Lance Brauman: 16 Speed and Power Drills for Sprints (DVD)
Lance Brauman: 30 Speed and Power Drills for the Hurdles (DVD)
One of the main reasons why I post workouts from various top coaches is not to copy and paste them, but to incorporate the ideas into your training program. You should tailor the number of reps, sets, distances and recovery to each of your athletes.
If you are not familiar with the name Lance Baumann, you can read a quick bio on Lance Brauman: Speed and Power Drills for Sprints and Hurdles and hear his podcast interview with UKA.
The 30 meter “Fly in” drill (2 x 3 x 75 meters)
This is 2 or 3 sets of 3 x 75m where it’s broken down with cones at 15m, 30m, 30m. 3 minute recovery between reps and 5 minute recovery between sets.
The first 15m is the “head-down” acceleration phase, followed by 30m of transition to get into a full upright position with increasing acceleration. The last 30m is all out, hence the term “fly in”, keeping an eye on good dorsiflexion and landing your foot directly under your hips. No over-reaching or over-extending.
My thoughts: 3 minutes is barely enough time to slow down from top speed, stop, turn around, and walk back to your blocks. With limited recovery, you are turning a high intensity workout into an upper end medium intensity workout. The price you pay might be in degrading technique, which would be bad. Highly conditioned athletes may find this sufficient, but if you notice their form dropping, you may want to either add more recovery or shorten the distances.
In-and-out Drills (2 x 3 x 55 meters)
This is 2 sets of 3 x 55m where it’s broken down with cones at 15m, 10m, 20m, and 10m. 3 minute recovery between reps and 5 minute recovery between sets. A 3rd set can be added for elite or advanced sprinters later in the season.
The name implies moving “in and out” of top speed sprinting. Like a car, you are constantly shifting gears as follows:
- 15 meters of acceleration
- 10 meters of an aggressive turnover phase
- 20 meters of “floating and relaxed running” but don’t slow down nor accelerate
- 10 meters of an aggressive sprint
My thoughts: This is a good workout for a 400 meter sprinter to teach them to accelerate into the curve at 200 meter mark. Even 200 meter sprinters should learn to accelerate when they reach the straightaway at the end of the curve at the 100m mark. The thought of “picking up speed” when you are already running full speed may sound confusing.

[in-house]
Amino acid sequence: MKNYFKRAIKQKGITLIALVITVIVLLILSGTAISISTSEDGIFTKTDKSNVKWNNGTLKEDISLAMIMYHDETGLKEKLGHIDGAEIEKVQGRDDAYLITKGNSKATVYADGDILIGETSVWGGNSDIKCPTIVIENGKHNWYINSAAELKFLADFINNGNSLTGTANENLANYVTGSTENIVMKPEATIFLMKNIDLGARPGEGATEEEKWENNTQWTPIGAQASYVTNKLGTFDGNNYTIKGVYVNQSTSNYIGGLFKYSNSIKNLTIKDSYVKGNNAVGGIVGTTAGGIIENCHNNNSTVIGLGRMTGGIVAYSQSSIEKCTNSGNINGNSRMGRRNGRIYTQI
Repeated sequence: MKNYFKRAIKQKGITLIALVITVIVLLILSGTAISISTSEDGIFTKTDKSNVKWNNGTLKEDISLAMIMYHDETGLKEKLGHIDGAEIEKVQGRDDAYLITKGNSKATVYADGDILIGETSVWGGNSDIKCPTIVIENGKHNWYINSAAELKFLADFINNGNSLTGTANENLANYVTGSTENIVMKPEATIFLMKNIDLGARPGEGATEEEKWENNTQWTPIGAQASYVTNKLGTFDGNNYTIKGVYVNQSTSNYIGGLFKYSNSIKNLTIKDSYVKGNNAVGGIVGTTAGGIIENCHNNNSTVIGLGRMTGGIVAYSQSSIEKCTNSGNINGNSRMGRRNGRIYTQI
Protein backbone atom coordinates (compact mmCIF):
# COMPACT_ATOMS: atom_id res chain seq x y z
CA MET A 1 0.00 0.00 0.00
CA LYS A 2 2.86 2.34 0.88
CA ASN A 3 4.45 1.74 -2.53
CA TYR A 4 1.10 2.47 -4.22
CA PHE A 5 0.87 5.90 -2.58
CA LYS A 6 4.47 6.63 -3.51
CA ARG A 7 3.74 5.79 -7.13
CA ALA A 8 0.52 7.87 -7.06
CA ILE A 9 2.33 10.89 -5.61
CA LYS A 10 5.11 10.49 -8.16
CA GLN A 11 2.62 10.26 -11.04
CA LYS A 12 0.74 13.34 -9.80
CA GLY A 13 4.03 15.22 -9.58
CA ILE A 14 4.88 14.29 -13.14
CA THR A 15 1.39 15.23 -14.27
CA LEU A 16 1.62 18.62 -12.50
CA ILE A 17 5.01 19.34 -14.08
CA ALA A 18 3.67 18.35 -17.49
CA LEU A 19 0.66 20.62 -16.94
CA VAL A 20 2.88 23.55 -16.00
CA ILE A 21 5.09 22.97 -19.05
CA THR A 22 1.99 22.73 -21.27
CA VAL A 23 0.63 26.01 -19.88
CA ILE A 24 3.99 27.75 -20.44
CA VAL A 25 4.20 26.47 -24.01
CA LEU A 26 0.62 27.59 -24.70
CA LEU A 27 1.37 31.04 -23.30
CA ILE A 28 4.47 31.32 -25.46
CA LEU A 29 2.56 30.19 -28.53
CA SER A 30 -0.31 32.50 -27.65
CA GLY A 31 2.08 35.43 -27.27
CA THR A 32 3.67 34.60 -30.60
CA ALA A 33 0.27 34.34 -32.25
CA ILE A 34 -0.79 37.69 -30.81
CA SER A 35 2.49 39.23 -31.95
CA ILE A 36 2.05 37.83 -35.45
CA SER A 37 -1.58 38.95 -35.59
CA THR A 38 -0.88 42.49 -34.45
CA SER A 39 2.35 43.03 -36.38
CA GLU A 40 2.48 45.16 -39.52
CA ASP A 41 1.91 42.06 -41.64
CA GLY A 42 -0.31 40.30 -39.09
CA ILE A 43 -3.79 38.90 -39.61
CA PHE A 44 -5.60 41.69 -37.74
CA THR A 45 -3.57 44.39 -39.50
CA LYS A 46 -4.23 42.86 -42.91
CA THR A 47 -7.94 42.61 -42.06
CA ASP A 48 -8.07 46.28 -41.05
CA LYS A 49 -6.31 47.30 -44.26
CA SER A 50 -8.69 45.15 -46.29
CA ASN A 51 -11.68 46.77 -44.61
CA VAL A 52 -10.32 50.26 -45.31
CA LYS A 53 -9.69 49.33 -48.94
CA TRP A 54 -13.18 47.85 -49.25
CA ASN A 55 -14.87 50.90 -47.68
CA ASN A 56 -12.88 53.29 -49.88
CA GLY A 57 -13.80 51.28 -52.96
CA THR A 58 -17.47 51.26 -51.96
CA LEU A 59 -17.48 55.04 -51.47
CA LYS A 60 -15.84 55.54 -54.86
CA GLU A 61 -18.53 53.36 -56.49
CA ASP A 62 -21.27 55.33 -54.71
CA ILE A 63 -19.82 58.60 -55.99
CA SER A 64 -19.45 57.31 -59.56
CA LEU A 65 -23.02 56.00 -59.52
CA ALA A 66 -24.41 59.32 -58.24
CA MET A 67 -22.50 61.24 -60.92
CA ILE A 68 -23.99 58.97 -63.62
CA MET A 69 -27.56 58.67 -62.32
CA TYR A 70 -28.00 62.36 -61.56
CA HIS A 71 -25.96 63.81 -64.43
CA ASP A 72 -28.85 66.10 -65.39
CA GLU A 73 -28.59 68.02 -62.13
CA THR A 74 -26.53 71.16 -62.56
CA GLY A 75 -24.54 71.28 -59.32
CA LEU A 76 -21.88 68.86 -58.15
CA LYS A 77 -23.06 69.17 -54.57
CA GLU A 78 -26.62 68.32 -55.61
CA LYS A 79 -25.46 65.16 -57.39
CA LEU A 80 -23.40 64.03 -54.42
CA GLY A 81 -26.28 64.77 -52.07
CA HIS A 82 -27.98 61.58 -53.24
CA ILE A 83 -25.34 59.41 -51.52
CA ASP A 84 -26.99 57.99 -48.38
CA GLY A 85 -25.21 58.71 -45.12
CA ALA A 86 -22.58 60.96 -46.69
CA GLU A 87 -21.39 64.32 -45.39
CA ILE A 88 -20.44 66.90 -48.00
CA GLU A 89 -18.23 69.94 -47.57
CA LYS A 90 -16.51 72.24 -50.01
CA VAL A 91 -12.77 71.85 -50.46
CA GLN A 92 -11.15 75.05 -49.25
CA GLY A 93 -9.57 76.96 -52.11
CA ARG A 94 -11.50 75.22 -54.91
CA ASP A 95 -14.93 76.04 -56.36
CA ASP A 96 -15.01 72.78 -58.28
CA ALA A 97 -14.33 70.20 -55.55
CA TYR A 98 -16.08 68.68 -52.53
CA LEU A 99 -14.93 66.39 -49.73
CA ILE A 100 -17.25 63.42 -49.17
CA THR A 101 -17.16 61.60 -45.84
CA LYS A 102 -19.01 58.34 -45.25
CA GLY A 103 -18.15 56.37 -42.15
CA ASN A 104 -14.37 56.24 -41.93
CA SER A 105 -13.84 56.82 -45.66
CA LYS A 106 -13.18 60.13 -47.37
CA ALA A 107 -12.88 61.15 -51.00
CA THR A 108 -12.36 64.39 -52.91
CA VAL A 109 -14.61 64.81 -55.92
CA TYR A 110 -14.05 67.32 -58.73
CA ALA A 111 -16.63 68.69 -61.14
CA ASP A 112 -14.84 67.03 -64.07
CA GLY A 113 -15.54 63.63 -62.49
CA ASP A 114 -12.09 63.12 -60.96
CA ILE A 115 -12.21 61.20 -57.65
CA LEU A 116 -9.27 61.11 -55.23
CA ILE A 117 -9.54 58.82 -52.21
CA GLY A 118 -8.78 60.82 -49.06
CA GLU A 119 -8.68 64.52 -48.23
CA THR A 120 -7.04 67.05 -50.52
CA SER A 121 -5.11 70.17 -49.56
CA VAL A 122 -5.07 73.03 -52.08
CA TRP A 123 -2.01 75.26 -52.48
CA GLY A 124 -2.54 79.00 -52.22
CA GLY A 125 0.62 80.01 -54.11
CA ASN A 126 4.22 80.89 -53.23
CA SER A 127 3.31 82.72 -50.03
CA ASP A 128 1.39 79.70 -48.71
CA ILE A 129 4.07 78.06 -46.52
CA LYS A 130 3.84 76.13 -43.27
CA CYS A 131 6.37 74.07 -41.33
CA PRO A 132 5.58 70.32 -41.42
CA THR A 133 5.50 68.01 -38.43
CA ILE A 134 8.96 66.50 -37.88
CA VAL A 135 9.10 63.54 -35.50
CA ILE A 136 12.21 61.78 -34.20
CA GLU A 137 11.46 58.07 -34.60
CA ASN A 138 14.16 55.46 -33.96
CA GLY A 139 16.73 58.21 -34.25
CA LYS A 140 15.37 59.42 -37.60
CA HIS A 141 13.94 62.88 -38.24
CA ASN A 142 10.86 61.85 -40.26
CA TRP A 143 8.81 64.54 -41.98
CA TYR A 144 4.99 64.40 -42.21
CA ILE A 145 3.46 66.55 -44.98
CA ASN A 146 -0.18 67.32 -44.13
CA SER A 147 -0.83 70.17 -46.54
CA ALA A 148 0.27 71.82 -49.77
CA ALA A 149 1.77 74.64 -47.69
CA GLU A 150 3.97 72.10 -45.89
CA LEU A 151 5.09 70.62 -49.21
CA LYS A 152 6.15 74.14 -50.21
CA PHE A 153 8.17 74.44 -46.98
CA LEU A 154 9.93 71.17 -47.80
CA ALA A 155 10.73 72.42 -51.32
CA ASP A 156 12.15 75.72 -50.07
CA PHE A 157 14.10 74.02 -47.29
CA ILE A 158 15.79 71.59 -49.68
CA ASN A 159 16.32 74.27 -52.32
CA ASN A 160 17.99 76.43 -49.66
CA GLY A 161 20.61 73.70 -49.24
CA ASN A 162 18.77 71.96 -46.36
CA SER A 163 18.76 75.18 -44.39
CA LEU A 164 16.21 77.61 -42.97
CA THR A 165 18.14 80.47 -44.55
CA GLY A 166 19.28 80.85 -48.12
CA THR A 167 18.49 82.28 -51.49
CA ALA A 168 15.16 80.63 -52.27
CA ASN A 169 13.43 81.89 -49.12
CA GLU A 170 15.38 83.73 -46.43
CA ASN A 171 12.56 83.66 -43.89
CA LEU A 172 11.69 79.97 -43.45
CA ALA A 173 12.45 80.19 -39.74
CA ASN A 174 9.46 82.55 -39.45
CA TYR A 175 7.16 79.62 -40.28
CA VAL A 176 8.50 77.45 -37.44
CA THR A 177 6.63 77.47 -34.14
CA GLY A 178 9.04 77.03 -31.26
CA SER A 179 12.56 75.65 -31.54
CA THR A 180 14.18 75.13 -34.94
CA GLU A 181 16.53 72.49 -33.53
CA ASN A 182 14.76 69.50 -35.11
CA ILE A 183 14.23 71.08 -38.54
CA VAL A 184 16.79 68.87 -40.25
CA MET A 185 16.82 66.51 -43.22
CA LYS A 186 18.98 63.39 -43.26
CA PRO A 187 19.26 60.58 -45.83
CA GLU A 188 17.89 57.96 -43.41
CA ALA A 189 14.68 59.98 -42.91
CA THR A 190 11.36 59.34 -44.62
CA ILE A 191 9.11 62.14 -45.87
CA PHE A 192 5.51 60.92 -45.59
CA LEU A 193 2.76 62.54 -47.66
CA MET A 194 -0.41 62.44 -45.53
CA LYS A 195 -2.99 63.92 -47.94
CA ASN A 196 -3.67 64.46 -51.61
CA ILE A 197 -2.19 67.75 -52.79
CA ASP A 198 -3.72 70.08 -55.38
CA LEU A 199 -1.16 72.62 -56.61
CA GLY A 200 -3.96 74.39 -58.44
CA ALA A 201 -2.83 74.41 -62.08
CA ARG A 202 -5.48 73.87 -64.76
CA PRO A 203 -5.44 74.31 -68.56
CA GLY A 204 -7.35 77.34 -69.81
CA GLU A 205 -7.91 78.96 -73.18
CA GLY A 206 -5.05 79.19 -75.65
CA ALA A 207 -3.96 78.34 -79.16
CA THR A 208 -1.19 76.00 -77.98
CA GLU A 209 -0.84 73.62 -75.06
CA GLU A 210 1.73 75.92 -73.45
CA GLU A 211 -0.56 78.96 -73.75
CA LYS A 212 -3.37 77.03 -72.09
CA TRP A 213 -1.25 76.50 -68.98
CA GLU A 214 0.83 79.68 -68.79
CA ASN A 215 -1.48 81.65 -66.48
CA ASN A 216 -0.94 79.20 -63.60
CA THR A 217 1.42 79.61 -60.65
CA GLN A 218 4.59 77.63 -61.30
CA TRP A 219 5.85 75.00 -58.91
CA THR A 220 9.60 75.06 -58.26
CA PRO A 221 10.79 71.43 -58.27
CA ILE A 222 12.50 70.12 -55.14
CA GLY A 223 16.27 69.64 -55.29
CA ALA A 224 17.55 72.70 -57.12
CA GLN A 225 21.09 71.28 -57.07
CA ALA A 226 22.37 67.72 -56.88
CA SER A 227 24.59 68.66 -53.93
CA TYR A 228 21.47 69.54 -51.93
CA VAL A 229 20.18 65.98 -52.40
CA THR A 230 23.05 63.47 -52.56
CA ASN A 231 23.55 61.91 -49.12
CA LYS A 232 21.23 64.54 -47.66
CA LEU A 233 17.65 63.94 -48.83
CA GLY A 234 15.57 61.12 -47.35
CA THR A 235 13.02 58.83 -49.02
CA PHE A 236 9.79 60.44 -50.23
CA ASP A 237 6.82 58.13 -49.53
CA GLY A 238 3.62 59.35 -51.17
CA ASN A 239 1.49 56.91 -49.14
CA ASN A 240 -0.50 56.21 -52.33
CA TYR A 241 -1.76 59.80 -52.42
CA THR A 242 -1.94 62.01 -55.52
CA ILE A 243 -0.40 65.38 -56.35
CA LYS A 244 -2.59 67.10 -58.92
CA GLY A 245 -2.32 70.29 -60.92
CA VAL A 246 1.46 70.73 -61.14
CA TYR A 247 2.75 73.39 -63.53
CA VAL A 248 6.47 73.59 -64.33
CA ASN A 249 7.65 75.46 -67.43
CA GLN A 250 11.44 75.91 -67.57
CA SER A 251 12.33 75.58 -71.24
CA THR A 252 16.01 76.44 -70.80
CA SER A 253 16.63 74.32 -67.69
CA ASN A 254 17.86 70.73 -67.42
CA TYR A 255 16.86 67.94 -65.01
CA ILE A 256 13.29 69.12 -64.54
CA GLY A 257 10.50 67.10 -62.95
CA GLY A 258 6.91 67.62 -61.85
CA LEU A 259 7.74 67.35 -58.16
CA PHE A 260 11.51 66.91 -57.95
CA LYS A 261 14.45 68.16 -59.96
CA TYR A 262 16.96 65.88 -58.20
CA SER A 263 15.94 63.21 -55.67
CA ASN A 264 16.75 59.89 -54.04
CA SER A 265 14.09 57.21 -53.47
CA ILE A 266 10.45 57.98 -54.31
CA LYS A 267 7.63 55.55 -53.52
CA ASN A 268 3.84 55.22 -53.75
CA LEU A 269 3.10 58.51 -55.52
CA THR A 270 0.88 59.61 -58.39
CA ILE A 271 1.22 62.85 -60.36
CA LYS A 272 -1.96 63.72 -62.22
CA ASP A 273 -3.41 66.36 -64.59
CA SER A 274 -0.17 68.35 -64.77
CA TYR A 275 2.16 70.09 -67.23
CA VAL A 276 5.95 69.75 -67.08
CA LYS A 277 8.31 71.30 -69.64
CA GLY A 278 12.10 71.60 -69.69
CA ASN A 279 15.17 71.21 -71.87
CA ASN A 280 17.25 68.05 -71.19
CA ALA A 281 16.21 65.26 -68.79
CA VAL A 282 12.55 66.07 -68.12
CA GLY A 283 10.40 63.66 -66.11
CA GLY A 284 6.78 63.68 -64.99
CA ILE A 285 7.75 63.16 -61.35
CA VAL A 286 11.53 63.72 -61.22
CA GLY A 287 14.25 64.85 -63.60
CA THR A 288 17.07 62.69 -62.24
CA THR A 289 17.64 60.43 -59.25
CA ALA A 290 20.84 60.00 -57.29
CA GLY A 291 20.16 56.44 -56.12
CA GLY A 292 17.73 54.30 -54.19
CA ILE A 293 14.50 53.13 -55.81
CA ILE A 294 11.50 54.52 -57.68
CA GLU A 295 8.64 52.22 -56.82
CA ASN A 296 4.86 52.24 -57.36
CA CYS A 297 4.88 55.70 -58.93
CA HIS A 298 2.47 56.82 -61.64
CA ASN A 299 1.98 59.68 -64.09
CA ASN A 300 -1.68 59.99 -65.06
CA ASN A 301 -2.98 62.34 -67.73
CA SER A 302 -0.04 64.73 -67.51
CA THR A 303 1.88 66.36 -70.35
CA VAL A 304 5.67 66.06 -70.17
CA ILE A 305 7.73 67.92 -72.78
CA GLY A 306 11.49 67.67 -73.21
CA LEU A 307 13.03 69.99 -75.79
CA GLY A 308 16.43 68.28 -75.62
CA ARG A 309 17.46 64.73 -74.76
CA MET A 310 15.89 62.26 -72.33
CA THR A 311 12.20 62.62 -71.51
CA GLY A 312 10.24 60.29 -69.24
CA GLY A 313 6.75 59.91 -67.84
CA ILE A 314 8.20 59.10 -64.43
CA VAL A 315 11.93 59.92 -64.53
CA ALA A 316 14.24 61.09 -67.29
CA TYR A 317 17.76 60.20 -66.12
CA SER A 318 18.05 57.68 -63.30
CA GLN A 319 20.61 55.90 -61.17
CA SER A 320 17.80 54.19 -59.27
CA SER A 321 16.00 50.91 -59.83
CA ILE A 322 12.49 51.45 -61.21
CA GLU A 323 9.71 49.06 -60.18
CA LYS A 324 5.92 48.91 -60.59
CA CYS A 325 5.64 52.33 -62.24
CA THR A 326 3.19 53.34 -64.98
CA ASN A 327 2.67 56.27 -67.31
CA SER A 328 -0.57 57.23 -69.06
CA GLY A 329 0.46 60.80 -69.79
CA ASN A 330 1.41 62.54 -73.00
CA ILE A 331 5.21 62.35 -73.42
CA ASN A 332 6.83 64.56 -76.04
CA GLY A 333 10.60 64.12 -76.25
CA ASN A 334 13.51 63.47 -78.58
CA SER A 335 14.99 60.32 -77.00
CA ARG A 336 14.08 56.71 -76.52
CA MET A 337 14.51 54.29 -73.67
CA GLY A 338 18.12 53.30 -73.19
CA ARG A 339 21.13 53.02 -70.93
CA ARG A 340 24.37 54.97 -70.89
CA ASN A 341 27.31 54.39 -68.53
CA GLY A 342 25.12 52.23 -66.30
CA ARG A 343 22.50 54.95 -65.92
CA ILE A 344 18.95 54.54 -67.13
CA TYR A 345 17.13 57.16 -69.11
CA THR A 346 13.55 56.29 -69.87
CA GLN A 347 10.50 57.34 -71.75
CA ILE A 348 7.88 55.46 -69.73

This drill or workout is also good for the 4x100m relay when used in a desperation attempt to catch the outgoing runner!
Like the above 30 meter “Fly in” drill, 3 minute recovery may be too short. So you will want to modify it to make sure technique is not compromised. When it does get shoddy, stop the drill.
Conclusion: the overall concept of these 2 workouts or drills will definitely help your athlete. Just add seasoning to taste.
I never understood these short recoveries in speed work. It seems so obvious that it can only have a negative effect (unless you want to work on endurance, not speed). Why the rush? Even if you double the recoveries, probably suffient for beginners, it would still be a short workout.
Jimson Lee says
@Mike, you should see some of Pietro Mennea’s workouts! Short recoveries in speed work!
I am not a fan of the in-and -out for 100 – 400 meter sprinters. For the top-level 100 athlete, the concept of floating, in my opinion, is vastly inferior to the concept of managed deceleration. After attainment of maximum velocity in the 100, physiology dictates that the human body enters gardual deceleration, which for top level athletes equates to ~30 to 32 meters. The 200 and 400 are different animals, but my philosophy is that both 200 and 400 runners are better served with fly-ins and other maximum velocity work; I prefer to integrate the concept of floating on non-maximum velocity training days with 200/400 athletes, as the physiological actuality of floating is more relevant with these distances.